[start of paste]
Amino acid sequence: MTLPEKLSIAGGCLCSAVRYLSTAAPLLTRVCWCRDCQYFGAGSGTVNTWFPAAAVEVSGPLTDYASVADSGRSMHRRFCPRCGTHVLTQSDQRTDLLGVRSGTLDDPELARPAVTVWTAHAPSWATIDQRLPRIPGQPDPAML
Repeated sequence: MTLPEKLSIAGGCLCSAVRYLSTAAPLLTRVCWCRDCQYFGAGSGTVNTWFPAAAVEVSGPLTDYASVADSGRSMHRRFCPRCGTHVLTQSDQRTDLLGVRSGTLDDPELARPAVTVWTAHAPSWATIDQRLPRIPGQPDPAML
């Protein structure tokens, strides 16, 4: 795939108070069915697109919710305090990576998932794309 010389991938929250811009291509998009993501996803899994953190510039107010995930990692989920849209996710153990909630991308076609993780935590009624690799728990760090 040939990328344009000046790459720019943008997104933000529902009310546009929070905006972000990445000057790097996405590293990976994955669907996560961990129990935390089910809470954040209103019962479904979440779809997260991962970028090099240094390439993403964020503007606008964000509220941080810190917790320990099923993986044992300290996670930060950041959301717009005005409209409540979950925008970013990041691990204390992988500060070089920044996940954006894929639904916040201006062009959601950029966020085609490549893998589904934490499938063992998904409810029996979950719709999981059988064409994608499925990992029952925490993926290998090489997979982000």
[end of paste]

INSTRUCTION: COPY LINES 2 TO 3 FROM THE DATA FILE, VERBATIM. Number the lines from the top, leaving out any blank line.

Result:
Repeated sequence: MTLPEKLSIAGGCLCSAVRYLSTAAPLLTRVCWCRDCQYFGAGSGTVNTWFPAAAVEVSGPLTDYASVADSGRSMHRRFCPRCGTHVLTQSDQRTDLLGVRSGTLDDPELARPAVTVWTAHAPSWATIDQRLPRIPGQPDPAML
């Protein structure tokens, strides 16, 4: 795939108070069915697109919710305090990576998932794309 010389991938929250811009291509998009993501996803899994953190510039107010995930990692989920849209996710153990909630991308076609993780935590009624690799728990760090 040939990328344009000046790459720019943008997104933000529902009310546009929070905006972000990445000057790097996405590293990976994955669907996560961990129990935390089910809470954040209103019962479904979440779809997260991962970028090099240094390439993403964020503007606008964000509220941080810190917790320990099923993986044992300290996670930060950041959301717009005005409209409540979950925008970013990041691990204390992988500060070089920044996940954006894929639904916040201006062009959601950029966020085609490549893998589904934490499938063992998904409810029996979950719709999981059988064409994608499925990992029952925490993926290998090489997979982000």